A ruling by the Maryland court of appeals has breathed new life into a lawsuit filed by a group of Baltimore charter school operators who have long alleged that the district's funding formula for charters violates state law.
The schools had argued in a 2015 lawsuit that the district failed to meet its contractual obligations to charter schools and was not transparent or consistent in how it allocates funding for these schools. On Monday, the court of appeals sent the lawsuit back to the circuit court, following a stay, and ordered both parties to go through the discovery process.
Maryland law requires independently-run public schools to receive cash from the district's central office in lieu of the services they don't receive, such as professional development. Charter schools are also responsible for paying for their own school buildings and maintenance.
City school officials have said that the strict application of the charter funding formula would create inequities and tighten the district’s budget to the point that they would be forced to cut services to students in traditional public schools.
After winding its way through the courts and mediation efforts, former Baltimore Chief Circuit Judge Alfred Nance in 2016 halted the lawsuit’s progress by issuing a stay “pending administrative review of the parties’ dispute by the state board of education.”
The court of appeals decision Monday to send the case back to the Circuit Court for Baltimore City in order for the two sides to complete discovery, will give lawyers representing the charter school operators the chance to dig into the district’s budget documents.
“Discovery should proceed so that the Charter School Operators may receive more information and, either when the circuit court decides it has the information it needs or discovery ends, a more detailed stay order would be appropriate,” the decision reads.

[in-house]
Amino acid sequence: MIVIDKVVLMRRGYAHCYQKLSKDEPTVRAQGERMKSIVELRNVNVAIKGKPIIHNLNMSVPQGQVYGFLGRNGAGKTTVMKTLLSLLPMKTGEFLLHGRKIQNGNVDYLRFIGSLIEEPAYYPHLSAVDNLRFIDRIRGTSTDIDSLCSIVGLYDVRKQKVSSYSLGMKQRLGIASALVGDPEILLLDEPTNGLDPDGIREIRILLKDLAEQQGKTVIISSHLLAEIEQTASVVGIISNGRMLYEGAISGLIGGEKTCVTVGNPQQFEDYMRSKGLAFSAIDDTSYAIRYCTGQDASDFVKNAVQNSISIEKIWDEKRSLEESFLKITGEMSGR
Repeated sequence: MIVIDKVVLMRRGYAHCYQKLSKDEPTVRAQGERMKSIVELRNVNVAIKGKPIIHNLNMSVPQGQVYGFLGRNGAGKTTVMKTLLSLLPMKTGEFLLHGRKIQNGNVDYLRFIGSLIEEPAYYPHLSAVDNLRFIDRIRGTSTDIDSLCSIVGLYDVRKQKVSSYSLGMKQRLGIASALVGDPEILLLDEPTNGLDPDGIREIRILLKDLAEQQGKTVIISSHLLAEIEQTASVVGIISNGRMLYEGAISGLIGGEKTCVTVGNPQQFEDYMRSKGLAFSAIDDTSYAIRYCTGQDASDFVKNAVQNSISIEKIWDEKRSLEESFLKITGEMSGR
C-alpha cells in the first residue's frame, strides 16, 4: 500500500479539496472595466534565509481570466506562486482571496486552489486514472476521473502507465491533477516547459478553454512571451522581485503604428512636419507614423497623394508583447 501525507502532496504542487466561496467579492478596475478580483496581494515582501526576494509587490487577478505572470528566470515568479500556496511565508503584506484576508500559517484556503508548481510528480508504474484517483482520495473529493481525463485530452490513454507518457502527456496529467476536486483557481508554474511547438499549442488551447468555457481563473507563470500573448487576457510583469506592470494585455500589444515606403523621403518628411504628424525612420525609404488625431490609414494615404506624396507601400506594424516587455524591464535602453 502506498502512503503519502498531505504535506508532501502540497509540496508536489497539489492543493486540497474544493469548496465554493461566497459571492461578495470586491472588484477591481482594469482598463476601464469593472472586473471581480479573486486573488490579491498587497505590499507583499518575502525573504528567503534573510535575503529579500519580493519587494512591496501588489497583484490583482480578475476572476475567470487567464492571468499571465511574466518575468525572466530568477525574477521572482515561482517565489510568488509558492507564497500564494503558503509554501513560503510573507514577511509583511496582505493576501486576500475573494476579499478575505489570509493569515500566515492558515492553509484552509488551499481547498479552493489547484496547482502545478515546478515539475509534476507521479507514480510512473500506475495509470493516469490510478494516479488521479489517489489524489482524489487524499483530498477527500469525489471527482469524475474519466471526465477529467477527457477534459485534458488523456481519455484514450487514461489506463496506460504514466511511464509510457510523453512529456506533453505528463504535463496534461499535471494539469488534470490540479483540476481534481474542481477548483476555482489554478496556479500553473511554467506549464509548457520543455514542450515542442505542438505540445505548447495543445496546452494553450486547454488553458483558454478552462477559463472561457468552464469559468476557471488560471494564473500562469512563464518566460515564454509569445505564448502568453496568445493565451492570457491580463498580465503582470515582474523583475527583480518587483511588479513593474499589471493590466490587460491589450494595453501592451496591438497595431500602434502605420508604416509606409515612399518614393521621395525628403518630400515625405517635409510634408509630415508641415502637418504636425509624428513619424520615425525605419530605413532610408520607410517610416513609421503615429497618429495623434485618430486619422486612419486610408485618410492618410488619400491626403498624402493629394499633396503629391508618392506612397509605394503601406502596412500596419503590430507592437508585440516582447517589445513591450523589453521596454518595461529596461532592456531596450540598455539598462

After the stay order, the operators can go to the Maryland State Board of Education, which has the authority to resolve any dispute on the district’s funding of charter schools.
The district “won an important victory” in this ruling, said city schools spokeswoman Edie House-Foster.
“We are pleased that the Maryland Court of Appeals agreed with City Schools that the State Board of Education, not the court system, has primary jurisdiction to decide whether the charter schools receive ‘commensurate’ funding,” she wrote in a statement.
There are 34 charters in Baltimore, and the schools involved are among some of the top performers in the city. The operators behind the lawsuit are: Afya Baltimore, Inc., Baltimore International Academy Inc., Baltimore Montessori, Inc., City Neighbors Charter School, Inc., City Neighbors Hamilton, Inc., City Neighbors High School, Inc., Creative City Public Charter School Foundation, Inc., Empowerment Center, Inc., Experiential Environmental Education, Inc., Kipp Baltimore, Inc., Patterson Park Public Charter School, Inc., Southwest Baltimore Charter School, Inc., and Monarch Academy Baltimore Campus, Inc.
“For everyone involved, we’ve been on what feels like a never-ending treadmill,” said Will McKenna, executive director of Afya Baltimore, Inc., which operates three Baltimore charters. “What we’re all looking for is the state board of education to give guidance and, more importantly, to make decisions about the proper implementation of the funding formula.”
A spokesman for the state education department declined to comment on the ongoing litigation.